Inflation Signals Expansion

Post-Coronavirus Inflation A Sign of Economic Recovery

Concerns about imminent inflation have surfaced among the investor community over the last year as a result of the Fed’s aggressive monetary policy. In our monthly market update, we mention that we do not believe fear of inflation was behind the recent rise in bond yields. This post seeks to explain why increasing yields are an indication of the bond market’s belief that the economic recovery is real and sustainable.

Some investors point to the Consumer Price Index (CPI) as an indicator for inflation. What may come as little surprise to those who have spent much time in their grocery stores and gas stations over recent months is the greatest year-over-year price increases seen within the consumer basket have been in food and energy, which is why many believe inflation is now here. However, recent history (i.e., since 1990) demonstrates that treasury yields are more correlated with the CPI excluding food and energy prices than the overall CPI (Figure 1). As a result, recent price inflation in the food and energy categories would be breaking precedent were they to be the driver of the recent bond market moves.

Figure 1. Treasury Yields are More Correlated with Price Inflation Excluding Food and Energy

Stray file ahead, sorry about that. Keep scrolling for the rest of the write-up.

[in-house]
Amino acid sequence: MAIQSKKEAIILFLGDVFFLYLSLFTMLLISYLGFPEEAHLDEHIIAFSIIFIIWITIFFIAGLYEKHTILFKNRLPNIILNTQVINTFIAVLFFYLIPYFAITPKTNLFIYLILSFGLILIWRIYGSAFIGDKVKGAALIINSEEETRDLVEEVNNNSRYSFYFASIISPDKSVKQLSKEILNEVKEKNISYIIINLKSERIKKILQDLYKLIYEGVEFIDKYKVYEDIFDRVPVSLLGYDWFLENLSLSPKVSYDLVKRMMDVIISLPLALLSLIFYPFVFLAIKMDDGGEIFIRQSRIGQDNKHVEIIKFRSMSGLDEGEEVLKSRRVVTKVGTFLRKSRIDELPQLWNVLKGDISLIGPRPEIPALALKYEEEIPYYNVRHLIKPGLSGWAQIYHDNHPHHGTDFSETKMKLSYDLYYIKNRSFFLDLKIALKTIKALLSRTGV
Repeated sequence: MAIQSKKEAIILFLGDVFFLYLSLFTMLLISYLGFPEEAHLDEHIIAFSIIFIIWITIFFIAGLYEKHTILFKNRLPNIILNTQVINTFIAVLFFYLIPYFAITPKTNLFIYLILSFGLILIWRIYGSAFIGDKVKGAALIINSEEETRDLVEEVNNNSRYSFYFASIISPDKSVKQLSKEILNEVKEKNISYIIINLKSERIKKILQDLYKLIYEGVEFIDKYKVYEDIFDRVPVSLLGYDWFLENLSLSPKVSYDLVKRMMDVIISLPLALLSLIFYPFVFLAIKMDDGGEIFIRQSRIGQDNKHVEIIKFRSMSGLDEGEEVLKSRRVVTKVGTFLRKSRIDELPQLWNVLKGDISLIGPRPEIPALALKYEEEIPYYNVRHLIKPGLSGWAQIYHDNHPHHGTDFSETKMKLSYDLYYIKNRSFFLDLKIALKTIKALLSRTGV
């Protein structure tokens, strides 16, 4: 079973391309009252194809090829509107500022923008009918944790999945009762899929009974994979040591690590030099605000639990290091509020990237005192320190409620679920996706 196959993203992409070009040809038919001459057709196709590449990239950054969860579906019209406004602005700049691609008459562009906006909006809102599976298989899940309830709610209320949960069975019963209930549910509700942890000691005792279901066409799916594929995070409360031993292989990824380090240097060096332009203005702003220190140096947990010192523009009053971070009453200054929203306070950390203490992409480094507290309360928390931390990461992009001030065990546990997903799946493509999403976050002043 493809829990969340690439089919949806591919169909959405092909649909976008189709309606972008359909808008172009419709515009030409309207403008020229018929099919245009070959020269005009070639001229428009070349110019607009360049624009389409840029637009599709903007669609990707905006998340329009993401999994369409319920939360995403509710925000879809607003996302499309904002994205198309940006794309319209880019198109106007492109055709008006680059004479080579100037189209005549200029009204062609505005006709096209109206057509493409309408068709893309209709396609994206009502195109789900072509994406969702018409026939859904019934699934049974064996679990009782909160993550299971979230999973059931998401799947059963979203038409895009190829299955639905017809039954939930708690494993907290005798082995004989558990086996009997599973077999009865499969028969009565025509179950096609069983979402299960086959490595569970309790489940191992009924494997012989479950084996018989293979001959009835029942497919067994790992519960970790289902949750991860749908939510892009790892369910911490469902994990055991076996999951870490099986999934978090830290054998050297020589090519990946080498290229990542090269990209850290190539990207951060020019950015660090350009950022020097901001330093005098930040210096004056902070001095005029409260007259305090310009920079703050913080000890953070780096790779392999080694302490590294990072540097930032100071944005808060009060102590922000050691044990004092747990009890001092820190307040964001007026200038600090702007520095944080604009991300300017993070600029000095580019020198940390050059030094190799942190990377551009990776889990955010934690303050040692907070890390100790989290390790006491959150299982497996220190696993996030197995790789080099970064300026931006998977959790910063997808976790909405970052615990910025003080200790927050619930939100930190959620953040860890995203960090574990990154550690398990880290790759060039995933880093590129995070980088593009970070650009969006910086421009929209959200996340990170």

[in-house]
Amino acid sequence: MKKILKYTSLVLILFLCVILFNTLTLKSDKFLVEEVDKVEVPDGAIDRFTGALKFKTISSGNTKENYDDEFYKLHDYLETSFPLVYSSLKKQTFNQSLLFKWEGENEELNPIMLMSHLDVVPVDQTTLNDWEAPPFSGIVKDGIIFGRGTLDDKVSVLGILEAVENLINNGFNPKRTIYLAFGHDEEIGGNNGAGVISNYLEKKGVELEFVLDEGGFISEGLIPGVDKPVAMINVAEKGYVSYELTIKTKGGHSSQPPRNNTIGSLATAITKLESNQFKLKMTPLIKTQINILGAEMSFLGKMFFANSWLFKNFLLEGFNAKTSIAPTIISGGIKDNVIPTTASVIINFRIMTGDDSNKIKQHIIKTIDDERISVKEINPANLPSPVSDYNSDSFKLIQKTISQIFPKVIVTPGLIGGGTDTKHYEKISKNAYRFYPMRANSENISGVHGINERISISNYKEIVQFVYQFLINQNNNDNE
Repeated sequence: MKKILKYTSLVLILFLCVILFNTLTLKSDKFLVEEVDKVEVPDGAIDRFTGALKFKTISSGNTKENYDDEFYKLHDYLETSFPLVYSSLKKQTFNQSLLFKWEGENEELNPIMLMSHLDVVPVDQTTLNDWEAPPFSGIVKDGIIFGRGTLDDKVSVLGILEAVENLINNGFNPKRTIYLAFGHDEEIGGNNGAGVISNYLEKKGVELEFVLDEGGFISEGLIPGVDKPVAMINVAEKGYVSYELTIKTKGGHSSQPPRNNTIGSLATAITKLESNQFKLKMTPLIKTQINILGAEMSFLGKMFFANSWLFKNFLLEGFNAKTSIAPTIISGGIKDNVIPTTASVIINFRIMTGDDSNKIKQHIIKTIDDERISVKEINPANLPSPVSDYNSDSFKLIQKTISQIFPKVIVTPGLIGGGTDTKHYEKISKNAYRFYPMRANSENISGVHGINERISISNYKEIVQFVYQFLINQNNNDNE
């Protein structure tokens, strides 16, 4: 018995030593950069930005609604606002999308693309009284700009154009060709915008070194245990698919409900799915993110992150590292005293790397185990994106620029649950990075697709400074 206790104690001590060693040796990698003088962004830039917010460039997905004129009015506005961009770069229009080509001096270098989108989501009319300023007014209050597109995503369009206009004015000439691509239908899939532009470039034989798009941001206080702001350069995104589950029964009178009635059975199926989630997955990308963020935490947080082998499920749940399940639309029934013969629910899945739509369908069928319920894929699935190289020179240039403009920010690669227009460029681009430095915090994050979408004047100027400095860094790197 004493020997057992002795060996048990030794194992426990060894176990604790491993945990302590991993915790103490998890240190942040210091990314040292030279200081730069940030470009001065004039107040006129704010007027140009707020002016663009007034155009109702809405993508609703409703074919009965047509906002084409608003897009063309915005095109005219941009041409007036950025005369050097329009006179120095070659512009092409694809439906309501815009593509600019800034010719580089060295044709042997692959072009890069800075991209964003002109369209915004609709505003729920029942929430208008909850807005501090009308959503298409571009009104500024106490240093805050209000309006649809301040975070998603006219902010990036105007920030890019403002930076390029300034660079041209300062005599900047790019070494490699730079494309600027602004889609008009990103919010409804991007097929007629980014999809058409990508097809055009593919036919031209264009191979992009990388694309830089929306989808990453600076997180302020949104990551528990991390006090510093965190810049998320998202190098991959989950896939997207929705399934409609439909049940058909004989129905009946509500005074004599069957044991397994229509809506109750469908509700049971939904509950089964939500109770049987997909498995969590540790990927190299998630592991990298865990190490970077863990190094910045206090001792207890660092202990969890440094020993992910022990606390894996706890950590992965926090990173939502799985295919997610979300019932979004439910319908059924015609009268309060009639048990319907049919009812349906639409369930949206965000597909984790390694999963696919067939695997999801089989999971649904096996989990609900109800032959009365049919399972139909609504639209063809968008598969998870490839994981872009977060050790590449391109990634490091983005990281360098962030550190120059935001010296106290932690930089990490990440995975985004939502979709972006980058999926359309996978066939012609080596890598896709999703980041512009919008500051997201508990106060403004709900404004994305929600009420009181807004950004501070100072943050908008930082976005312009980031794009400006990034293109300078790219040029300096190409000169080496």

Source: St. Louis Fed and Balentine

Source: St. Louis Fed and Balentine

This phenomenon makes sense to us because of the nature of the business cycle, described in our 2019 Capital Markets Forecast. Each of the phases listed is associated with some level of price change:

  • expansionary phases typically experience inflationary pressures.
  • contractionary phases tend to feel deflationary pressures.

This is not always the case, as the late 1970s demonstrated inflation during recession, but more often than not, the cycles will unfold this way.

As such, inflation in the beginning of an economic expansion is quite normal, as companies begin to experience pricing power on the rebound in consumer and corporate demand.

This inflation is not of the pernicious variety that triggers fear in many who lived through the late 1970s, but rather a normal reversal of the deflationary pressures felt late in the preceding contraction, which the U.S. economy experienced in the middle of 2020. Bond rates follow suit in moving higher as the economy expands; where the bond market gets concerned is when the economy is encountering inflation and overheating many years into an expansion, which is clearly not the case this time given a recession that is only several months in the rearview mirror.

Beyond the impact specifically on bond yields, there is a broader discussion to be had on inflation. Read more about how it affects investment portfolios in this blog post.

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